JA: And sometimes women are angry, of course they are. And sometimes they do kill. They're predators in every way a man can be a predator. Sometimes they hang. And in this case they're right. They're righteous, This thing is high on the food chain.
ZA: I think the opening scene is also really powerful, because those women, you know, aren't being complicit in oppression, they're actually taking power themselves. Because you find out later on in the story that this thing they're killing has just rampaged through the village. Those women are powerful. I think it's beautiful that they're trying to get revenge.
The first image of the film is of a woman sewing her mouth shut--to what extent do women participate in their own silencing?
TP: There were a couple of things we were toying with. One definitely was that women will sometimes silence themselves, that they need to unstitch their mouth in order to speak out. To find their voice. We were playing around with lore, too, of how they reproduce. It's almost subterranean in the film, but what if they reproduce not with men, but by eating their own kind? So then if they sew their mouths shut, there becomes a reproductive element to act--a denial of reproduction.
ZA: There's this menstrual metaphor we had attached there that I... I love that some people are thinking about this in those terms, of speaking and eating and reproducing.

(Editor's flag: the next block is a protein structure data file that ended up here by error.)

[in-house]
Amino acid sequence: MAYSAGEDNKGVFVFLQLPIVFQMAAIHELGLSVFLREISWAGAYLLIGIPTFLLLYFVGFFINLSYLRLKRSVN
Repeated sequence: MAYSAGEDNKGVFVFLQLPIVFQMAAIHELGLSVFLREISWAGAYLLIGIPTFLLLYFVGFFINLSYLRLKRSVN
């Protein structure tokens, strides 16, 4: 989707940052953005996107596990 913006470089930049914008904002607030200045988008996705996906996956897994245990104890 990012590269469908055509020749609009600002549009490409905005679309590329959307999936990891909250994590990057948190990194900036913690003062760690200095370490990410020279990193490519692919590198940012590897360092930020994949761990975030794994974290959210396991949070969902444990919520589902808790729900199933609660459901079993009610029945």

JA: The mother is hiding, is starving her own nature in a sense, so now there's also a theme of identity and owning who you are, and celebrating who you are. In line with the sewn mouth, then, the mother is also trying to starve her daughter to keep her from her true nature.
TP: We wanted to play with the complexities, the consequences of squelching one's own power, you know, starving it, squashing it, so you sew your mouth shut. Like, there's an image later when she looks at the family book and there's an image of the mother with her mouth sewn shut, too, which is a reference to her suppressing the truth.
JA: It's true. And yet, and yet, isn't she right to do it? Maybe she's right. You know, we wanted to show that there's no easy answers here, because the mother doesn't want to rampage and she doesn't want her daughter to experience that gluttony, either.
Talk to me about the role-switching in the end, where the daughter encourages the mother to show her "real" self.
TP: This is kind of everything we'd hoped people would think about. I think there's a journey the two, the mother and daughter, take together to end up in maybe different places. When we were first making the film, I kept thinking about when women were burning their bras, you know, that you were coming from the housewife of the Fifties and Sixties and then you had these women who were like, no, let's let it all hang out. There's this friction between the nice, pretty, acceptable female identity and then the very wild female identity. In a sense, the mother has regressed from being a full-blown hellbender to trying to live this nice life where she doesn't, where she's not dangerous or ugly.